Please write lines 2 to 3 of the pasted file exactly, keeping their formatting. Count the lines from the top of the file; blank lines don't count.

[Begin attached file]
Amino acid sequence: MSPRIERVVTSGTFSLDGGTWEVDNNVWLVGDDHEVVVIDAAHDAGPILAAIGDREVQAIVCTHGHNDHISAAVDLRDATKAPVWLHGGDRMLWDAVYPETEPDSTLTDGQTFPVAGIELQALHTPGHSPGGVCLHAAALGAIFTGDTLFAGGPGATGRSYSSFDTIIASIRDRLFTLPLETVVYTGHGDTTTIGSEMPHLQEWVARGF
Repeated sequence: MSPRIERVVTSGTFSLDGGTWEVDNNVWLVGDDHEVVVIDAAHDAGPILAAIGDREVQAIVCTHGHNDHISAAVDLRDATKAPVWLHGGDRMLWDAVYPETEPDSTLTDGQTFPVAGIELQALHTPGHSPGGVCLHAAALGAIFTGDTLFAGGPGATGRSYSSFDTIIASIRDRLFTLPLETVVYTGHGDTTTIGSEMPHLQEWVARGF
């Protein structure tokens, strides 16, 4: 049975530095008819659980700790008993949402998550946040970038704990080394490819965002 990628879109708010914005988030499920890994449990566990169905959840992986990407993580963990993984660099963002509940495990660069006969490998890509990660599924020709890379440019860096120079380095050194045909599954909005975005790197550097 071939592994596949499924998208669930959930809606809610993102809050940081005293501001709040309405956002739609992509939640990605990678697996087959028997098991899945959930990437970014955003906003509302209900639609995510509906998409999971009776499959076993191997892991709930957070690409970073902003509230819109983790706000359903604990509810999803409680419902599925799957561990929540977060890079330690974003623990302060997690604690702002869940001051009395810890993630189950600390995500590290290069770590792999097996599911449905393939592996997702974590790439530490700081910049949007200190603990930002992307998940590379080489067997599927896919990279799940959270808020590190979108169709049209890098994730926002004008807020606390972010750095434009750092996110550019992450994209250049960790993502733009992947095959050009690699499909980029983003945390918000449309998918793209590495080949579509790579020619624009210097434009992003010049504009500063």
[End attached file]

Repeated sequence: MSPRIERVVTSGTFSLDGGTWEVDNNVWLVGDDHEVVVIDAAHDAGPILAAIGDREVQAIVCTHGHNDHISAAVDLRDATKAPVWLHGGDRMLWDAVYPETEPDSTLTDGQTFPVAGIELQALHTPGHSPGGVCLHAAALGAIFTGDTLFAGGPGATGRSYSSFDTIIASIRDRLFTLPLETVVYTGHGDTTTIGSEMPHLQEWVARGF
């Protein structure tokens, strides 16, 4: 049975530095008819659980700790008993949402998550946040970038704990080394490819965002 990628879109708010914005988030499920890994449990566990169905959840992986990407993580963990993984660099963002509940495990660069006969490998890509990660599924020709890379440019860096120079380095050194045909599954909005975005790197550097 071939592994596949499924998208669930959930809606809610993102809050940081005293501001709040309405956002739609992509939640990605990678697996087959028997098991899945959930990437970014955003906003509302209900639609995510509906998409999971009776499959076993191997892991709930957070690409970073902003509230819109983790706000359903604990509810999803409680419902599925799957561990929540977060890079330690974003623990302060997690604690702002869940001051009395810890993630189950600390995500590290290069770590792999097996599911449905393939592996997702974590790439530490700081910049949007200190603990930002992307998940590379080489067997599927896919990279799940959270808020590190979108169709049209890098994730926002004008807020606390972010750095434009750092996110550019992450994209250049960790993502733009992947095959050009690699499909980029983003945390918000449309998918793209590495080949579509790579020619624009210097434009992003010049504009500063």